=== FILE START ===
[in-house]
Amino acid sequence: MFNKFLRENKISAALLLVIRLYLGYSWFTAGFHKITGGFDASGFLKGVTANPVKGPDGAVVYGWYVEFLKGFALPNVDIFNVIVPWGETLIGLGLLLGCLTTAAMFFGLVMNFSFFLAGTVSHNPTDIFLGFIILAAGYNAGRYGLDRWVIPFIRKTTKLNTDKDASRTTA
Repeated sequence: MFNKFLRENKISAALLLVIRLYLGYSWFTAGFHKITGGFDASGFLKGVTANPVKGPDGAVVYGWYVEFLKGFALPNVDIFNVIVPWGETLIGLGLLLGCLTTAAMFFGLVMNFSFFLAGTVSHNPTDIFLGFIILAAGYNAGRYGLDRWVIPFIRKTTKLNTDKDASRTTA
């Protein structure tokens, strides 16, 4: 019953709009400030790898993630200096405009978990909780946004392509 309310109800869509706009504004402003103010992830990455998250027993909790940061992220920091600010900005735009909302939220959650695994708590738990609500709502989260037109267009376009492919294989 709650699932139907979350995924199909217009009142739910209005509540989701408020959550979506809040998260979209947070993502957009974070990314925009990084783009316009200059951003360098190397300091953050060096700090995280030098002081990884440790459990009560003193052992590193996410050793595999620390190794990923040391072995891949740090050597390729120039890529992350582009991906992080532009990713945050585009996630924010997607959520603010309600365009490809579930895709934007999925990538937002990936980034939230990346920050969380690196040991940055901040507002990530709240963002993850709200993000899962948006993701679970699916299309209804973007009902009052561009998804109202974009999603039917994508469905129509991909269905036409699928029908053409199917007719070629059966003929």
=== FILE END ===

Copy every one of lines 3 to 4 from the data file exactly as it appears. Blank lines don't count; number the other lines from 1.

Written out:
Repeated sequence: MFNKFLRENKISAALLLVIRLYLGYSWFTAGFHKITGGFDASGFLKGVTANPVKGPDGAVVYGWYVEFLKGFALPNVDIFNVIVPWGETLIGLGLLLGCLTTAAMFFGLVMNFSFFLAGTVSHNPTDIFLGFIILAAGYNAGRYGLDRWVIPFIRKTTKLNTDKDASRTTA
């Protein structure tokens, strides 16, 4: 019953709009400030790898993630200096405009978990909780946004392509 309310109800869509706009504004402003103010992830990455998250027993909790940061992220920091600010900005735009909302939220959650695994708590738990609500709502989260037109267009376009492919294989 709650699932139907979350995924199909217009009142739910209005509540989701408020959550979506809040998260979209947070993502957009974070990314925009990084783009316009200059951003360098190397300091953050060096700090995280030098002081990884440790459990009560003193052992590193996410050793595999620390190794990923040391072995891949740090050597390729120039890529992350582009991906992080532009990713945050585009996630924010997607959520603010309600365009490809579930895709934007999925990538937002990936980034939230990346920050969380690196040991940055901040507002990530709240963002993850709200993000899962948006993701679970699916299309209804973007009902009052561009998804109202974009999603039917994508469905129509991909269905036409699928029908053409199917007719070629059966003929």